Pharma 4.0: the accelerated digitization of the pharmaceutical industry.
The concept of pharma 4.0 it is taking hold in the pharmaceutical sector. The unique characteristics of this industry are driving investments in digitization. In fact, ABI Research foresees that total revenue from digital factories will exceed $ 4.5 billion by 2030, and pharmaceutical manufacturers’ spending on data analytics is expected to grow 27% and be worth $ 1.2 billion in 2030. Not surprisingly, these companies seek improvements in their productivity and optimization of operations, with special interest in tasks of tracing.
While regulators encourage, rather than stifle, innovation, the competitive dynamics of the industry require pharmaceutical companies to optimize production lines to maximize throughput for as long as a drug is subject to patent protection. Once they expire, generic manufacturers must create as many products as possible. The use of analysis of data will increase performance.
In this sense, the consulting firm indicates that going from making drugs and vaccines in batches to optimizing the process with continuous manufacturing will be essential to increase yields. “But active ingredients are immediately susceptible to change. The batch should be discarded if the formulation falls outside the accepted parameters. Suppliers will have to invest in testing to help develop digital twins of their operations so they can prepare their production lines for continuous manufacturing, “he says Michael Larner, an analyst at ABI Research.
Another digitization approach for pharmaceutical companies is eliminate paper from your operations. “Collecting and storing data through paper-based processes runs the risk of reducing productivity and increases the likelihood of production line errors due to clerical errors,” says Larner. FDA 21 CFR Part 11 is one way the FDA is promoting the adoption of digital technologies by publishing criteria for submission of electronic records to the organization and processing of electronic signatures.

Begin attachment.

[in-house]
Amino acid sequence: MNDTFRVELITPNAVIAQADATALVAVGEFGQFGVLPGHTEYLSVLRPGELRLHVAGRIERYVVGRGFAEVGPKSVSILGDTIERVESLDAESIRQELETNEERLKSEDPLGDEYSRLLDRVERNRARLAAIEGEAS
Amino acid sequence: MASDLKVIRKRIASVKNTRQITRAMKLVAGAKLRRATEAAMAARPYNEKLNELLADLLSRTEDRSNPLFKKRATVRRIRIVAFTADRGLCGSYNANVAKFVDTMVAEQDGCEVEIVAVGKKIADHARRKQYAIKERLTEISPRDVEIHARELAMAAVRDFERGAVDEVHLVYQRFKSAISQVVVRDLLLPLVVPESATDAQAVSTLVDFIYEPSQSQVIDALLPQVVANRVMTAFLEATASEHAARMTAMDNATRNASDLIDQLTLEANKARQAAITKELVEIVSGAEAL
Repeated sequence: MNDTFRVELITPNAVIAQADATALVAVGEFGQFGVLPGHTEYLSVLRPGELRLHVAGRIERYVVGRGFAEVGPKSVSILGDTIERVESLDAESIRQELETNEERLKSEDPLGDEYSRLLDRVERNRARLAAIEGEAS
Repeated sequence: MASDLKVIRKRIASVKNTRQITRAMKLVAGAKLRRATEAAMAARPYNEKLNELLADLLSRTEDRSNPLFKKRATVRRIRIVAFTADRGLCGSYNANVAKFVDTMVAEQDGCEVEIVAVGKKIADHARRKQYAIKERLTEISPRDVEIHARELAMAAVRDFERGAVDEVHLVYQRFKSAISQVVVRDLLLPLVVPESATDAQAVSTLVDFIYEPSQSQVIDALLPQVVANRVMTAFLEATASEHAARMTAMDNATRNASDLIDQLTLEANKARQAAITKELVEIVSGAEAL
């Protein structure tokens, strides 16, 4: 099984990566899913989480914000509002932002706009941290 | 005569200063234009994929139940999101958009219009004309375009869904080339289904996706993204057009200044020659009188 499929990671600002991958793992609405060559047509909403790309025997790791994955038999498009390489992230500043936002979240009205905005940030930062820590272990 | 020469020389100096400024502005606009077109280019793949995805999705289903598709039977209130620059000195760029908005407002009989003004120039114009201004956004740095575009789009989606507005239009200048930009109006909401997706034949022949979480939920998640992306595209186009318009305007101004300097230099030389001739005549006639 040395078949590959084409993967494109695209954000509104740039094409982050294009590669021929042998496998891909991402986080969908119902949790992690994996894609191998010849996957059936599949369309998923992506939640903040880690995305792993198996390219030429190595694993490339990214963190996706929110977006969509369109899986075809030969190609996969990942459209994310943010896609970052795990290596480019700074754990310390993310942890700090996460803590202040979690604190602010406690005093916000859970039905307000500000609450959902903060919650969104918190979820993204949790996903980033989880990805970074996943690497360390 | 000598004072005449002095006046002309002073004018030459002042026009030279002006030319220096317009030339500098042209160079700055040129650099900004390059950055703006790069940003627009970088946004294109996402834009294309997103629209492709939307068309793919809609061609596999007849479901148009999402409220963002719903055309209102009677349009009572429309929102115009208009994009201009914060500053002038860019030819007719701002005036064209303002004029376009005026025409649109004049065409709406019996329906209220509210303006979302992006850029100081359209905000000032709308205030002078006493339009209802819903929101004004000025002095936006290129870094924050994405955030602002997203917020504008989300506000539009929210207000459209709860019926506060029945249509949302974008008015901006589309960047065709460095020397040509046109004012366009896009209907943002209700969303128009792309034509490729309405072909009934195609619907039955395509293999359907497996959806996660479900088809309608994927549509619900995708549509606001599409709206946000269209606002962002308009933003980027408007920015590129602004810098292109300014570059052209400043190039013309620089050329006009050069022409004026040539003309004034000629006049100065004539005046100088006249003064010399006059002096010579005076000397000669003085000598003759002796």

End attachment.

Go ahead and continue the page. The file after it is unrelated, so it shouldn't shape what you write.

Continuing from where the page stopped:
The prevalence of paper illustrates the progress pharmaceutical companies still need to make in relation to digital transformation. In this sense, ABI Research proposes a five-stage digital maturity model that describes the progress made and the steps required by manufacturers to optimize their operations. Larner explains: “Currently, pharmaceutical companies are in stage 2 where they have a modern factory, but lack foresight and struggle to adjust production, or stage 3 where they have started to implement digital transformation, but lack experience in reconfiguration production lines. In the next decade, many companies will upgrade their existing facilities or build greenfield sites (new sites), and their operations will either digitally transform (Stage 4) or operate without humans (Stage 5). “
A notable example of advanced facilities is the digitally enabled, continuous manufacturing facility of Sanofi in Framingham, Massachusetts, where all processes are paperless and operators use digital collaboration tools, data analytics and augmented reality (AR) solutions so they can make decisions and adjustments in real time.
There are a myriad of suppliers that help the pharmaceutical industry to digitize and optimize processes. Appian, COPA-DATA, Metastorm and Metronik, and Neo PLM are some of the suppliers that help companies in the Pharma sector to move from the pre-digital stage (Stage 1) to connecting their plants (Stage 3). Emerson, Falkonry, Siemens and Seeq provide solutions that support drug production from stage 3, the connected plant, to being predictive (stage 4) and eventually adaptive (stage 5).